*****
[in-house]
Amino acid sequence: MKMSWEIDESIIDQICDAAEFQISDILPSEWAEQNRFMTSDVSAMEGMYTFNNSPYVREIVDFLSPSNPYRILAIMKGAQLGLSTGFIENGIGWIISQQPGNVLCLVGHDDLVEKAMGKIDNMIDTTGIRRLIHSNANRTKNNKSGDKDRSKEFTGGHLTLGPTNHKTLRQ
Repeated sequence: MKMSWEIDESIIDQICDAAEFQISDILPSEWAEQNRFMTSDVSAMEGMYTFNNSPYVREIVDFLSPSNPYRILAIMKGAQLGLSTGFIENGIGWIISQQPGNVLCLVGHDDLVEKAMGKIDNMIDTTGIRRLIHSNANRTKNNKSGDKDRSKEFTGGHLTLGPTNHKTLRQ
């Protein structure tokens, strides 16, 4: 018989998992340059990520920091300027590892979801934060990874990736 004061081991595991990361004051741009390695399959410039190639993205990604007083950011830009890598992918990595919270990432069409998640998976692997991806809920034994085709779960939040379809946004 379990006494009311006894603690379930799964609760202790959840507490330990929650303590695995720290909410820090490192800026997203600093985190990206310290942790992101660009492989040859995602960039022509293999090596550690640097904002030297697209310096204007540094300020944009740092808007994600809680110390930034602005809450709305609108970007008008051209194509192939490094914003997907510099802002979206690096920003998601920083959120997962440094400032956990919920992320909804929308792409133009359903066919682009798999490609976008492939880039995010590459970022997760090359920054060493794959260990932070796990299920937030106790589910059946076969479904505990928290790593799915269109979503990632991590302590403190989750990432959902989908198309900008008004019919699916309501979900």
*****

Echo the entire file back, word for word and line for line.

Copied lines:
[in-house]
Amino acid sequence: MKMSWEIDESIIDQICDAAEFQISDILPSEWAEQNRFMTSDVSAMEGMYTFNNSPYVREIVDFLSPSNPYRILAIMKGAQLGLSTGFIENGIGWIISQQPGNVLCLVGHDDLVEKAMGKIDNMIDTTGIRRLIHSNANRTKNNKSGDKDRSKEFTGGHLTLGPTNHKTLRQ
Repeated sequence: MKMSWEIDESIIDQICDAAEFQISDILPSEWAEQNRFMTSDVSAMEGMYTFNNSPYVREIVDFLSPSNPYRILAIMKGAQLGLSTGFIENGIGWIISQQPGNVLCLVGHDDLVEKAMGKIDNMIDTTGIRRLIHSNANRTKNNKSGDKDRSKEFTGGHLTLGPTNHKTLRQ
């Protein structure tokens, strides 16, 4: 018989998992340059990520920091300027590892979801934060990874990736 004061081991595991990361004051741009390695399959410039190639993205990604007083950011830009890598992918990595919270990432069409998640998976692997991806809920034994085709779960939040379809946004 379990006494009311006894603690379930799964609760202790959840507490330990929650303590695995720290909410820090490192800026997203600093985190990206310290942790992101660009492989040859995602960039022509293999090596550690640097904002030297697209310096204007540094300020944009740092808007994600809680110390930034602005809450709305609108970007008008051209194509192939490094914003997907510099802002979206690096920003998601920083959120997962440094400032956990919920992320909804929308792409133009359903066919682009798999490609976008492939880039995010590459970022997760090359920054060493794959260990932070796990299920937030106790589910059946076969479904505990928290790593799915269109979503990632991590302590403190989750990432959902989908198309900008008004019919699916309501979900």